November 7, 2012
How Conservative Media Lost to the MSM and Failed the Rank and File

It is easy to close oneself off inside a conservative echo chamber. And right-leaning outlets like Fox News and Rush Limbaugh’s show are far more intellectually closed than CNN or public radio. If you’re a rank-and-file conservative, you’re probably ready to acknowledge that ideologically friendly media didn’t accurately inform you about Election 2012. Some pundits engaged in wishful thing; others feigned confidence in hopes that it would be a self-fulfilling prophecy; still others decided it was smart to keep telling right-leaning audiences what they wanted to hear. But guess what?You haven’t just been misinformed about the horse race. Since the very beginning of the election cycle, conservative media has been failing you. With a few exceptions, they haven’t tried to rigorously tell you the truth, or even to bring you intellectually honest opinion. What they’ve done instead helps to explain why the right failed to triumph in a very winnable election.

Read more. [Image: Reuters]

How Conservative Media Lost to the MSM and Failed the Rank and File

It is easy to close oneself off inside a conservative echo chamber. And right-leaning outlets like Fox News and Rush Limbaugh’s show are far more intellectually closed than CNN or public radio. If you’re a rank-and-file conservative, you’re probably ready to acknowledge that ideologically friendly media didn’t accurately inform you about Election 2012. Some pundits engaged in wishful thing; others feigned confidence in hopes that it would be a self-fulfilling prophecy; still others decided it was smart to keep telling right-leaning audiences what they wanted to hear. 

But guess what?

You haven’t just been misinformed about the horse race. Since the very beginning of the election cycle, conservative media has been failing you. With a few exceptions, they haven’t tried to rigorously tell you the truth, or even to bring you intellectually honest opinion. What they’ve done instead helps to explain why the right failed to triumph in a very winnable election.

Read more. [Image: Reuters]

November 6, 2012
The Sad Faces of Fox News on Election Night
[Image: Fox News]

The Sad Faces of Fox News on Election Night

[Image: Fox News]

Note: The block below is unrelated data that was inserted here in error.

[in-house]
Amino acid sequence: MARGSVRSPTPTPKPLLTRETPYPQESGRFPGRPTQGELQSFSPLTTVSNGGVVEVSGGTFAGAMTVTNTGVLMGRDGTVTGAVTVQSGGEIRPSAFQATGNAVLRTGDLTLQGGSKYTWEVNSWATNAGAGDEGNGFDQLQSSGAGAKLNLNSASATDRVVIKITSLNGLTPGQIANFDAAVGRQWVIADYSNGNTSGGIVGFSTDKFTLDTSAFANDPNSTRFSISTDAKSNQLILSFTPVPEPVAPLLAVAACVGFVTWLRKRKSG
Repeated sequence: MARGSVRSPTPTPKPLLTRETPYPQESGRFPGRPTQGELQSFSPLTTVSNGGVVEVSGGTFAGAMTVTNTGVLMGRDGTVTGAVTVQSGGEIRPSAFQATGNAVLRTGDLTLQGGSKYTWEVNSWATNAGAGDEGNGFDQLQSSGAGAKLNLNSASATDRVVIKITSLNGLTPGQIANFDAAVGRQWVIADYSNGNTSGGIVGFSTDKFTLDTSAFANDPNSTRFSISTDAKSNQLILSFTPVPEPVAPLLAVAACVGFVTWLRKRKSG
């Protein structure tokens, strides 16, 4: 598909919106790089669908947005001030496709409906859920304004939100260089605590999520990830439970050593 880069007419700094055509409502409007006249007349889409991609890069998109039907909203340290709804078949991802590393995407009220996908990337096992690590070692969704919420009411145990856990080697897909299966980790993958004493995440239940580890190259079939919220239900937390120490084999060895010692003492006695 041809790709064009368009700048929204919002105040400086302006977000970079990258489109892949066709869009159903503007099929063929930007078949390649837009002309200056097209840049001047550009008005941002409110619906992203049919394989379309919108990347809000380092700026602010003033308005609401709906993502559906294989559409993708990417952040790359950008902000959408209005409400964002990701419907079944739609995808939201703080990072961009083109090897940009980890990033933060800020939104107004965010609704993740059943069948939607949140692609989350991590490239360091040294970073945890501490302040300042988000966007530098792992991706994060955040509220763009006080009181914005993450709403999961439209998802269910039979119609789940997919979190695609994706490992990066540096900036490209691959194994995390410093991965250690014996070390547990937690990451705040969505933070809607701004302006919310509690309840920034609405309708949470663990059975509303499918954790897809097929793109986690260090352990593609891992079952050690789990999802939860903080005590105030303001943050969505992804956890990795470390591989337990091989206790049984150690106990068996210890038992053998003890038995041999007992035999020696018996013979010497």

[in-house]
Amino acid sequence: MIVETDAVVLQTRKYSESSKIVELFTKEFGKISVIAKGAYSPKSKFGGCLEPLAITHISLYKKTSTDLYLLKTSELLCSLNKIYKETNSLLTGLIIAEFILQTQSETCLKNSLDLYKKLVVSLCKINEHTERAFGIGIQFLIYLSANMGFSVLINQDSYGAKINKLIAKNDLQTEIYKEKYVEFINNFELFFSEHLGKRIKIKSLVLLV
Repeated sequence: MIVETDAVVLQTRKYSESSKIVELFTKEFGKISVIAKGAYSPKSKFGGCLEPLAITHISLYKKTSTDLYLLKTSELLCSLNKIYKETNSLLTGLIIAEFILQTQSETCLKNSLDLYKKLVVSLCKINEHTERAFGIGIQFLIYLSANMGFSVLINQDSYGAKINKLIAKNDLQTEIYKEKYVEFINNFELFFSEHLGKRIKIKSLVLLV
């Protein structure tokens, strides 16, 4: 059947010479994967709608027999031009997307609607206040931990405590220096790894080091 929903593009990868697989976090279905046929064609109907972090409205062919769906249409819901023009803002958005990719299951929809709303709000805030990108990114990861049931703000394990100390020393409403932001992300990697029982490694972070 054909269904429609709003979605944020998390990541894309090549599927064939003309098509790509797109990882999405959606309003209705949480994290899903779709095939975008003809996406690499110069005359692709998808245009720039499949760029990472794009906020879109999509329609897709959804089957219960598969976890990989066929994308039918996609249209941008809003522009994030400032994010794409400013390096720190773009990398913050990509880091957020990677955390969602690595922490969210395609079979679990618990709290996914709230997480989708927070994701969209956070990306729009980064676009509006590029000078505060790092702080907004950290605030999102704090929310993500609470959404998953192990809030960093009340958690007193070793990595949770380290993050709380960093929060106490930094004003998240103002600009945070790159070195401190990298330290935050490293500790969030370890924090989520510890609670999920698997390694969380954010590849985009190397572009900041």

October 1, 2012
Is Sam Alito the Court’s New Conservative Lion?

If Alito does become the agenda-setter (by no means a sure thing), how would doctrine differ? Both men are rigidly opposed to affirmative action; neither seems to have the slightest patience for gay rights. They do differ sharply on the First Amendment. Both follow the strand of conservative judicial thought — illustrated in a recent article by Temple law professor David Kairys — that the First Amendment exists to empower the powerful rather than offer voice to the lowly. But Scalia is swayed by historical precedent to defend the speech of those he dislikes; Alito, outside the campaign-finance area, rarely meets a restriction on “distasteful” speech — by funeral protesters, gay-rights advocates, or purveyors of dog-fight videos — that he does not embrace.
During arguments in the health-care cases, Justice Scalia (when he managed to focus on the questions presented at all) phrased his questions in terms of “liberty.” But Alito’s questions were highly specific references to the arguments of economists and actuaries. His concern seemed to be economic rights.

Read more. [Image: Jonathan Ernst/Reuters]

Is Sam Alito the Court’s New Conservative Lion?

If Alito does become the agenda-setter (by no means a sure thing), how would doctrine differ? Both men are rigidly opposed to affirmative action; neither seems to have the slightest patience for gay rights. They do differ sharply on the First Amendment. Both follow the strand of conservative judicial thought — illustrated in a recent article by Temple law professor David Kairys — that the First Amendment exists to empower the powerful rather than offer voice to the lowly. But Scalia is swayed by historical precedent to defend the speech of those he dislikes; Alito, outside the campaign-finance area, rarely meets a restriction on “distasteful” speech — by funeral protesters, gay-rights advocates, or purveyors of dog-fight videos — that he does not embrace.

During arguments in the health-care cases, Justice Scalia (when he managed to focus on the questions presented at all) phrased his questions in terms of “liberty.” But Alito’s questions were highly specific references to the arguments of economists and actuaries. His concern seemed to be economic rights.

Read more. [Image: Jonathan Ernst/Reuters]

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Filed under: Conservative Supeme Court Law 
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